Volunteers with low time-spend and external motivation.

This could be the student looking to spend a week volunteering for his CV, or a mum with some time to spare. You can probably expect high turnover with this type of volunteer, so what role’s best suit them?

In this analysis, routine volunteers are just that. They would be best suited to routine tasks, with discrete protocols that take little time to familiarise themselves with.

Leverage

High time-spend, external motivation.

This type of volunteer would allow you to be reasonably picky, choosing the best skill set that they bring to the most suitable tasks available. You should be able to use a significant amount of their collated time to accomplish longstanding tasks that require significant man-hours.

Discrete

Internal motivation, low time-spend.

The trickiest category. It would be easy to over-emphasise their importance due to their dedication. We would suggest simple tasks, with a degree of autonomy, that are not time critical.

Critical

Internal motivation, high-time spend.

This type of volunteer requires an emphasis on the relationship with them. It will be important to understand what they want and expect from their time, and how they can progress. Communication is central to making the most of this type of volunteer.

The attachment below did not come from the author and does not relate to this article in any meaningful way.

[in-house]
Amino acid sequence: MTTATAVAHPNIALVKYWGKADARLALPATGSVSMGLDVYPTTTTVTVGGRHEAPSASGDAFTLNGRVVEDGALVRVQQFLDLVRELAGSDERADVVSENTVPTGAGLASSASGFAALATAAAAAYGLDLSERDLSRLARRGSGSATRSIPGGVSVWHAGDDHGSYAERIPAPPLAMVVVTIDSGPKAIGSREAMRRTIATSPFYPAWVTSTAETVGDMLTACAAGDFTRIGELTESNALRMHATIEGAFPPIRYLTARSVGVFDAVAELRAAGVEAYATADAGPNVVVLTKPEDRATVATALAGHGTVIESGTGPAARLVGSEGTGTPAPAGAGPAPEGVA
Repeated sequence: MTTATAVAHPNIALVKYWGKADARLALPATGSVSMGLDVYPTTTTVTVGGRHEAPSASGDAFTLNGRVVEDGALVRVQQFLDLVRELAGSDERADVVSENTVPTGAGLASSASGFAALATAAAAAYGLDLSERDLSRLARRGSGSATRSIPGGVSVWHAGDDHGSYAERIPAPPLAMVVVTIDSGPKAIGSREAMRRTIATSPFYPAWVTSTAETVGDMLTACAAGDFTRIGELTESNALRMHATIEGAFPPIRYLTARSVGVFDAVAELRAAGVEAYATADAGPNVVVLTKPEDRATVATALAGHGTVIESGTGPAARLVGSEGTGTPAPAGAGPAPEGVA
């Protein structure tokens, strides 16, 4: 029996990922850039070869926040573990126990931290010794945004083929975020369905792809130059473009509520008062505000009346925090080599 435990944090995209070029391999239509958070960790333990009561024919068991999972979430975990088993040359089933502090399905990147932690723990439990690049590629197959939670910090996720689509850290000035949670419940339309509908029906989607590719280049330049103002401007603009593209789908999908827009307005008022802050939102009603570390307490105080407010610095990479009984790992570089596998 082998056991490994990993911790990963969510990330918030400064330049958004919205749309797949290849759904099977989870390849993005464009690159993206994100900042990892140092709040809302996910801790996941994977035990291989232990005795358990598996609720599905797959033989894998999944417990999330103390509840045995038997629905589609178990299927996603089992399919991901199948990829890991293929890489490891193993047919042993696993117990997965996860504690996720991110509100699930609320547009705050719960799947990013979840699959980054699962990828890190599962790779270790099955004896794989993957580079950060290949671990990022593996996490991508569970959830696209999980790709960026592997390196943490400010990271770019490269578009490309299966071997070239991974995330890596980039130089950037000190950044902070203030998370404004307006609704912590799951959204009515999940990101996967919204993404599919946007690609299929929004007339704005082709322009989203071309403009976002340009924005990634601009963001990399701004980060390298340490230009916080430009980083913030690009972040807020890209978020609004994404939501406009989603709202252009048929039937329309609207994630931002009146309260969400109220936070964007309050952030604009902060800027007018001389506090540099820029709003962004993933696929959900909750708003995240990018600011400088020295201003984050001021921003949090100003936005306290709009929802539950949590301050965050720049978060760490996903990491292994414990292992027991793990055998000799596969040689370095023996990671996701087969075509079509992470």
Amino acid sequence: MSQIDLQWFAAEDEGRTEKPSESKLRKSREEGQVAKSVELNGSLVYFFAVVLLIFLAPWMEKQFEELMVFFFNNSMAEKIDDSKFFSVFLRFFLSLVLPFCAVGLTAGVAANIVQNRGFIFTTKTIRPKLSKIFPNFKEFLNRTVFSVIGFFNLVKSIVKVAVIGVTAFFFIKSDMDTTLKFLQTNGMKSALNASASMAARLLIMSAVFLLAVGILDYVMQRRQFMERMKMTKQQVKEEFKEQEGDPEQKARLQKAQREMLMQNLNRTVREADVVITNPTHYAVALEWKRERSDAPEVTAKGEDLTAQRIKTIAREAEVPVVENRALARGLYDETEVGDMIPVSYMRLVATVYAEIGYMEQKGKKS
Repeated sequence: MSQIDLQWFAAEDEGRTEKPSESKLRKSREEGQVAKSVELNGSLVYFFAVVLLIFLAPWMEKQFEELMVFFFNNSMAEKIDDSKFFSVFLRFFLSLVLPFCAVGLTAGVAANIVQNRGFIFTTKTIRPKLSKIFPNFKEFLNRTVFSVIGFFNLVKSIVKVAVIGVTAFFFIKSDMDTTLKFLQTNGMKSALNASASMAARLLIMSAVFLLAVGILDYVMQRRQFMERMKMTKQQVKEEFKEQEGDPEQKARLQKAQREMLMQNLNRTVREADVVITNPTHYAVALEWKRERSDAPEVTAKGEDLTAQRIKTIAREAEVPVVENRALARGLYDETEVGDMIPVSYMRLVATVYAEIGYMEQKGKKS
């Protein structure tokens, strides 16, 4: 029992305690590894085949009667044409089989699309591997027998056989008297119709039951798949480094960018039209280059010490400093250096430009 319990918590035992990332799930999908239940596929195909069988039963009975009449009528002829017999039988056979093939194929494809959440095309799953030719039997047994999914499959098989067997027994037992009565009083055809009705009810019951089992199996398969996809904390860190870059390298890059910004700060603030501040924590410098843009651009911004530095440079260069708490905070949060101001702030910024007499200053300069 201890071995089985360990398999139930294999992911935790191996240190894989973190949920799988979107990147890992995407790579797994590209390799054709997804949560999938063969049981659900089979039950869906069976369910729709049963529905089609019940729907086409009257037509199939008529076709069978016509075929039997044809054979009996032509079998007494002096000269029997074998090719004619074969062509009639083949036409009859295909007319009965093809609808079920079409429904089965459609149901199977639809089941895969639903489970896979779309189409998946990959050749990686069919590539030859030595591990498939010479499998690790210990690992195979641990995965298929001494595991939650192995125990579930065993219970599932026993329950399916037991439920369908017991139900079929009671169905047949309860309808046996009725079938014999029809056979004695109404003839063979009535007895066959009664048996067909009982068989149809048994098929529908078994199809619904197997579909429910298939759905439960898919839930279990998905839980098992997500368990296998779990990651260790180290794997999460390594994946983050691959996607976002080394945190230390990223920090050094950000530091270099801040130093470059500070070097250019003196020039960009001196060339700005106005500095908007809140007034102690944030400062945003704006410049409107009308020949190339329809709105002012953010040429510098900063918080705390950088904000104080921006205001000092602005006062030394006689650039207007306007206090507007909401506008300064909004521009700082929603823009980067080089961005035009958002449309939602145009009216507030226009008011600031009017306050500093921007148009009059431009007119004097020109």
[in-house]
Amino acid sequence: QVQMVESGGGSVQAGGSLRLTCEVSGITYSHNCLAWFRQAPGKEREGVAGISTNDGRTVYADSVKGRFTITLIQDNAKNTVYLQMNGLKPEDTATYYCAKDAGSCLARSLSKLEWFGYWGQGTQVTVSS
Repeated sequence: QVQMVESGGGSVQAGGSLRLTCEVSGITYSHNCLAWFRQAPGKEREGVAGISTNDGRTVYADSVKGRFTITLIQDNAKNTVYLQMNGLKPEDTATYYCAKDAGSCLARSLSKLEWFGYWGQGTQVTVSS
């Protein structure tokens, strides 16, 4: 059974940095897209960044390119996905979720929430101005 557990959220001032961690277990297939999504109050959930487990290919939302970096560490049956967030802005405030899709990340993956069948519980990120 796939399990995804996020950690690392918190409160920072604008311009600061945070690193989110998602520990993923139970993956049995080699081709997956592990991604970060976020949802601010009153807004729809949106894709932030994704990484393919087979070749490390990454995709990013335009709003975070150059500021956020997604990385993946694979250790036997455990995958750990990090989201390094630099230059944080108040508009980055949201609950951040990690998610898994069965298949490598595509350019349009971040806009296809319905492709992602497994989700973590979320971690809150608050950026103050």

This provides another level of analysis. How to increase motivation and time spend? Again this depends on the starting point, and provides three stratagems.

Volunteer analysis III

Matrix movement

Type A

Increasing the time spend of Discrete volunteers.

In some cases, this may simply not be possible for the volunteer. The starting point of increasing volunteer time in this case will be a clear understanding of what they want from their volunteering experience, and being shown that there are areas in which they can progress should they have more time available, and matching these projects to their skill set.

Type B

Increasing the time spend of Routine volunteers.

Routine volunteers may be looking for social engagement. Suitable projects should tempt them. High profile events, with lots of other volunteers should match their motivation and increase their time spend.

Type C

Increasing motivation of Leverage volunteers. It’s not realistic to suggest that you can change the motivation of volunteers, but it should be possible to increase the strength of their relationship with your organisation. Acknowledgement, reward and ‘promotion’ will increase the strength of the volunteer relationship. It will be important that your organisation has suitable roles available, as well as the ability to identify people who are capable of offering more.

Of course, there is the other side of the coin.

It is easy to alienate volunteers, by mismatching them to roles, ignoring their motivation and failing to communicate both your appreciation and goals.

By analysing your volunteers using this model, we are confident that you can find the right roles, and develop the right relationships with your volunteers to guarantee a rewarding experience for all involved.